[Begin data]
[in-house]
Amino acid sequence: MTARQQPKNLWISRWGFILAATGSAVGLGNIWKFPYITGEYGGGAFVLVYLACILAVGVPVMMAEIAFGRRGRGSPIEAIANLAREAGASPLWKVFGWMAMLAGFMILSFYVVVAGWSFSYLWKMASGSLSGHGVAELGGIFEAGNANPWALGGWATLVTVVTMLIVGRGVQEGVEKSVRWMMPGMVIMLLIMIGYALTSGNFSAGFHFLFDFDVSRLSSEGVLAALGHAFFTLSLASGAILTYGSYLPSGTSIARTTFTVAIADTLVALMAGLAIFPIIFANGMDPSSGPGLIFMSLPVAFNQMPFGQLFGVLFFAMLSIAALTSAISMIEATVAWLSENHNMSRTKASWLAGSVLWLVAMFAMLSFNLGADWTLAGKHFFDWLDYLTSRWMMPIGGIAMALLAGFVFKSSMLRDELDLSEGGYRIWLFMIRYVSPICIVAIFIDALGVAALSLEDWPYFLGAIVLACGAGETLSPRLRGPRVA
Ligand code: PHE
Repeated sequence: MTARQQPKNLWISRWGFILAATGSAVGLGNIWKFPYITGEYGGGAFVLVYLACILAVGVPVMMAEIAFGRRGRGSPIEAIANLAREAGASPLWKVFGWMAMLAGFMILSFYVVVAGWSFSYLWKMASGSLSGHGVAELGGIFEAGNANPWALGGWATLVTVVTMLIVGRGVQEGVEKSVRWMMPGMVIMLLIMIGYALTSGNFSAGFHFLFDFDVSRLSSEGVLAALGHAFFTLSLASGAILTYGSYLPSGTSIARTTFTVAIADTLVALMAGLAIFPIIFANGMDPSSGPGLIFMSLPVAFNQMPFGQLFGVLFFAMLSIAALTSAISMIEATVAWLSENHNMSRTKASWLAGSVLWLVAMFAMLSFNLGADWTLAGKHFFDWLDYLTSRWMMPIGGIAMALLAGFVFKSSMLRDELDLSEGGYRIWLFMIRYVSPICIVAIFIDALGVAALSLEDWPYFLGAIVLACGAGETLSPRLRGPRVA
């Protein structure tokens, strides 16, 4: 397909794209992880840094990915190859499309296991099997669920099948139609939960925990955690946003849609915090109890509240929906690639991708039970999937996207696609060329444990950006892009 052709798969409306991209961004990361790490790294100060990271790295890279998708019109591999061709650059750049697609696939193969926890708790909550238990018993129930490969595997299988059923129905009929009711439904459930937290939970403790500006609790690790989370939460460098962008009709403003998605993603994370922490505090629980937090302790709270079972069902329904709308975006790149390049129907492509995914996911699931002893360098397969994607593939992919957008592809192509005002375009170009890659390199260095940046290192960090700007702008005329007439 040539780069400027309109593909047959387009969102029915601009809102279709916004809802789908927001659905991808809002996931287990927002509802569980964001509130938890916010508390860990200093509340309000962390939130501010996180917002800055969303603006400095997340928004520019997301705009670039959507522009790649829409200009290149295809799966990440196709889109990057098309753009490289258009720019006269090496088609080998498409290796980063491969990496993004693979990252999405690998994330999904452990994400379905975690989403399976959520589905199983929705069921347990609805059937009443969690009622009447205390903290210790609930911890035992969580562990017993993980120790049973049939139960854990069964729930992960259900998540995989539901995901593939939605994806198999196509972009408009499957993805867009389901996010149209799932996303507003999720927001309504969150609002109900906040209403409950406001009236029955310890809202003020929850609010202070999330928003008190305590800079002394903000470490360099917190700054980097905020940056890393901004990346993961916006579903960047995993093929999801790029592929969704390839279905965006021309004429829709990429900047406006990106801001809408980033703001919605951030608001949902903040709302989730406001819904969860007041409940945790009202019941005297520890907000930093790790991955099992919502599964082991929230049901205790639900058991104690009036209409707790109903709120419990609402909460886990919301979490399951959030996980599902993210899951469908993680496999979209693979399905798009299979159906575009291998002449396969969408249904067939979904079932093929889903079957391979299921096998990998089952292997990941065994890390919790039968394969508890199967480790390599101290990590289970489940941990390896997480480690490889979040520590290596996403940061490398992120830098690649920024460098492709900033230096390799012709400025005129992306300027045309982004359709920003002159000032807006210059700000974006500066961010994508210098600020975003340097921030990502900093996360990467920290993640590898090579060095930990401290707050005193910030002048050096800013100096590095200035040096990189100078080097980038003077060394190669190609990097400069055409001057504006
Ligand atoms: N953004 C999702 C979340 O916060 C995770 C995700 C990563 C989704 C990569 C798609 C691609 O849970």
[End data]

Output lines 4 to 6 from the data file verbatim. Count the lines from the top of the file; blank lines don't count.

Repeated sequence: MTARQQPKNLWISRWGFILAATGSAVGLGNIWKFPYITGEYGGGAFVLVYLACILAVGVPVMMAEIAFGRRGRGSPIEAIANLAREAGASPLWKVFGWMAMLAGFMILSFYVVVAGWSFSYLWKMASGSLSGHGVAELGGIFEAGNANPWALGGWATLVTVVTMLIVGRGVQEGVEKSVRWMMPGMVIMLLIMIGYALTSGNFSAGFHFLFDFDVSRLSSEGVLAALGHAFFTLSLASGAILTYGSYLPSGTSIARTTFTVAIADTLVALMAGLAIFPIIFANGMDPSSGPGLIFMSLPVAFNQMPFGQLFGVLFFAMLSIAALTSAISMIEATVAWLSENHNMSRTKASWLAGSVLWLVAMFAMLSFNLGADWTLAGKHFFDWLDYLTSRWMMPIGGIAMALLAGFVFKSSMLRDELDLSEGGYRIWLFMIRYVSPICIVAIFIDALGVAALSLEDWPYFLGAIVLACGAGETLSPRLRGPRVA
């Protein structure tokens, strides 16, 4: 397909794209992880840094990915190859499309296991099997669920099948139609939960925990955690946003849609915090109890509240929906690639991708039970999937996207696609060329444990950006892009 052709798969409306991209961004990361790490790294100060990271790295890279998708019109591999061709650059750049697609696939193969926890708790909550238990018993129930490969595997299988059923129905009929009711439904459930937290939970403790500006609790690790989370939460460098962008009709403003998605993603994370922490505090629980937090302790709270079972069902329904709308975006790149390049129907492509995914996911699931002893360098397969994607593939992919957008592809192509005002375009170009890659390199260095940046290192960090700007702008005329007439 040539780069400027309109593909047959387009969102029915601009809102279709916004809802789908927001659905991808809002996931287990927002509802569980964001509130938890916010508390860990200093509340309000962390939130501010996180917002800055969303603006400095997340928004520019997301705009670039959507522009790649829409200009290149295809799966990440196709889109990057098309753009490289258009720019006269090496088609080998498409290796980063491969990496993004693979990252999405690998994330999904452990994400379905975690989403399976959520589905199983929705069921347990609805059937009443969690009622009447205390903290210790609930911890035992969580562990017993993980120790049973049939139960854990069964729930992960259900998540995989539901995901593939939605994806198999196509972009408009499957993805867009389901996010149209799932996303507003999720927001309504969150609002109900906040209403409950406001009236029955310890809202003020929850609010202070999330928003008190305590800079002394903000470490360099917190700054980097905020940056890393901004990346993961916006579903960047995993093929999801790029592929969704390839279905965006021309004429829709990429900047406006990106801001809408980033703001919605951030608001949902903040709302989730406001819904969860007041409940945790009202019941005297520890907000930093790790991955099992919502599964082991929230049901205790639900058991104690009036209409707790109903709120419990609402909460886990919301979490399951959030996980599902993210899951469908993680496999979209693979399905798009299979159906575009291998002449396969969408249904067939979904079932093929889903079957391979299921096998990998089952292997990941065994890390919790039968394969508890199967480790390599101290990590289970489940941990390896997480480690490889979040520590290596996403940061490398992120830098690649920024460098492709900033230096390799012709400025005129992306300027045309982004359709920003002159000032807006210059700000974006500066961010994508210098600020975003340097921030990502900093996360990467920290993640590898090579060095930990401290707050005193910030002048050096800013100096590095200035040096990189100078080097980038003077060394190669190609990097400069055409001057504006
Ligand atoms: N953004 C999702 C979340 O916060 C995770 C995700 C990563 C989704 C990569 C798609 C691609 O849970």